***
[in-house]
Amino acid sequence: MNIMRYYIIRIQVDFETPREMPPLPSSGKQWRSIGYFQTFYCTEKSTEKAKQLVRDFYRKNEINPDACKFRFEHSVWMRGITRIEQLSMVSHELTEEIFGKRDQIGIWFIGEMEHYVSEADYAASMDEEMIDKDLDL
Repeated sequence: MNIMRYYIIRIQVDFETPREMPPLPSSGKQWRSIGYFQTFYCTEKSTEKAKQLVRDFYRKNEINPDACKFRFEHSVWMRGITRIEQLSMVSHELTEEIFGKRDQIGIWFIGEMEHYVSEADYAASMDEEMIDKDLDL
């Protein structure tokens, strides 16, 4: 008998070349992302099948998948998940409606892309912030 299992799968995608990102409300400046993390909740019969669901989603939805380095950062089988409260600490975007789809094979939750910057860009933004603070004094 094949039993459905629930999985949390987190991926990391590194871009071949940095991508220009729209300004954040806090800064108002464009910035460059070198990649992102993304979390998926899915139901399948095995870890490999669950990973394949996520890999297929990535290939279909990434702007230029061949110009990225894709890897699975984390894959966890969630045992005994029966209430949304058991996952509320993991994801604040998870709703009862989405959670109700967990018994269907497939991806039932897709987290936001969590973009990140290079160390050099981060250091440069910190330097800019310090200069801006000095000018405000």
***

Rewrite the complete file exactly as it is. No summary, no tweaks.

[in-house]
Amino acid sequence: MNIMRYYIIRIQVDFETPREMPPLPSSGKQWRSIGYFQTFYCTEKSTEKAKQLVRDFYRKNEINPDACKFRFEHSVWMRGITRIEQLSMVSHELTEEIFGKRDQIGIWFIGEMEHYVSEADYAASMDEEMIDKDLDL
Repeated sequence: MNIMRYYIIRIQVDFETPREMPPLPSSGKQWRSIGYFQTFYCTEKSTEKAKQLVRDFYRKNEINPDACKFRFEHSVWMRGITRIEQLSMVSHELTEEIFGKRDQIGIWFIGEMEHYVSEADYAASMDEEMIDKDLDL
């Protein structure tokens, strides 16, 4: 008998070349992302099948998948998940409606892309912030 299992799968995608990102409300400046993390909740019969669901989603939805380095950062089988409260600490975007789809094979939750910057860009933004603070004094 094949039993459905629930999985949390987190991926990391590194871009071949940095991508220009729209300004954040806090800064108002464009910035460059070198990649992102993304979390998926899915139901399948095995870890490999669950990973394949996520890999297929990535290939279909990434702007230029061949110009990225894709890897699975984390894959966890969630045992005994029966209430949304058991996952509320993991994801604040998870709703009862989405959670109700967990018994269907497939991806039932897709987290936001969590973009990140290079160390050099981060250091440069910190330097800019310090200069801006000095000018405000």